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Brake failure on Caledonian Sleeper could have been ‘much worse’

A BRAKES failure on the Caledonian Sleeper could have led to “much worse” consequences if another train had been ahead of it, railway safety inspectors have found.

The Rail Accident Investigation Branch (RAIB) is investigating the incident on August 1, when the class-92 locomotive and eight new mark V carriages overran the platform at Edinburgh Waverley.

The RAIB said its preliminary investigation had found the driver “had no control of the brakes on the coaches” when he attempted to stop at Waverley on the overnight train’s morning arrival.

This was “because a brake pipe isolating valve was in the closed position when the train left Carstairs station,” where the train is split into Edinburgh and Glasgow portions after running as a single service from London.

The RAIB said this meant that the only effective brakes on the train as it approached Edinburgh were those on the locomotive, which were insufficient to maintain control of the train.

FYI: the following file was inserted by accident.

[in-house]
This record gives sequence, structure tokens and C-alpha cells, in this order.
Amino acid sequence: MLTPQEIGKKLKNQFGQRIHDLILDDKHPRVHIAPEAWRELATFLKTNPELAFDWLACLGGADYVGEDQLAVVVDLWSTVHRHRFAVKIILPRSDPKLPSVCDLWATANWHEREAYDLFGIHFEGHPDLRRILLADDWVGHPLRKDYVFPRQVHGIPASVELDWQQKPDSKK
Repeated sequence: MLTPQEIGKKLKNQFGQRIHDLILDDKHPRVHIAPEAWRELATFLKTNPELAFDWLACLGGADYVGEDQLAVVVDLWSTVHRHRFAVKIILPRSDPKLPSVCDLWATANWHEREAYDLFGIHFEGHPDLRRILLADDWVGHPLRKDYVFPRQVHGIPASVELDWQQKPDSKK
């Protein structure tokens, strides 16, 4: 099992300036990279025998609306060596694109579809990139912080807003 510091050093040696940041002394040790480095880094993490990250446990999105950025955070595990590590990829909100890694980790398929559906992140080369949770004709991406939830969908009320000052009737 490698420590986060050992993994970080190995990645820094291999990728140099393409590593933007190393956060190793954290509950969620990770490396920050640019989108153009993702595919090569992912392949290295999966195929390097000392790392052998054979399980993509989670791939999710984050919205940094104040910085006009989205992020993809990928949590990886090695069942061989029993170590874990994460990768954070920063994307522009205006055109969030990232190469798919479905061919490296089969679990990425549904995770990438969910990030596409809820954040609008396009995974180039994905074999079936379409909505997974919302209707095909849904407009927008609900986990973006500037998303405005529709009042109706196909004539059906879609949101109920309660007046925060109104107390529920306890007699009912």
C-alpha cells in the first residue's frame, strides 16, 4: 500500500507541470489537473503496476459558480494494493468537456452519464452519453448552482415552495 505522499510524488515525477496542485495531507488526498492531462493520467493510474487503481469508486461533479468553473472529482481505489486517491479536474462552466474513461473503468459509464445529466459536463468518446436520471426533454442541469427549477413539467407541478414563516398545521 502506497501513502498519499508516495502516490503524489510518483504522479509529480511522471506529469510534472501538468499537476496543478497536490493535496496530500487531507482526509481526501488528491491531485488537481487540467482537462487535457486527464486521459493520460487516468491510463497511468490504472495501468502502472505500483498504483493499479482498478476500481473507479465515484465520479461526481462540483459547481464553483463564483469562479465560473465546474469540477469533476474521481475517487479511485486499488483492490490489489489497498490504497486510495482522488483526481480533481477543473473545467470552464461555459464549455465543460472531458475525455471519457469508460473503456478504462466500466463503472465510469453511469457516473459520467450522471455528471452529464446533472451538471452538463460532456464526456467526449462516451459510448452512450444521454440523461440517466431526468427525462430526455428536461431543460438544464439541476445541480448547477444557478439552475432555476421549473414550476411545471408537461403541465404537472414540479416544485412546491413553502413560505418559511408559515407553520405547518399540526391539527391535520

The train manager then activated an emergency device in one of the carriages to apply the train brakes, and the train came to a halt more than 700 yards beyond its intended stopping point.

Inspectors will now consider how the isolating valve came to be closed at Carstairs, along with how the train was driven, the suitability of procedures and the design of the brakes.

Rail union TSSA general secretary Manuel Cortes said: “Only good luck and the quick thinking of the train manager saved the passengers on the morning of August 1. We cannot rely on luck to keep passengers safe.

“The failure of the brakes could have led to a catastrophic accident. We need to find out as soon as possible what led to the brake valve not being opened and then act to put in place whatever is needed for this not to happen again.”


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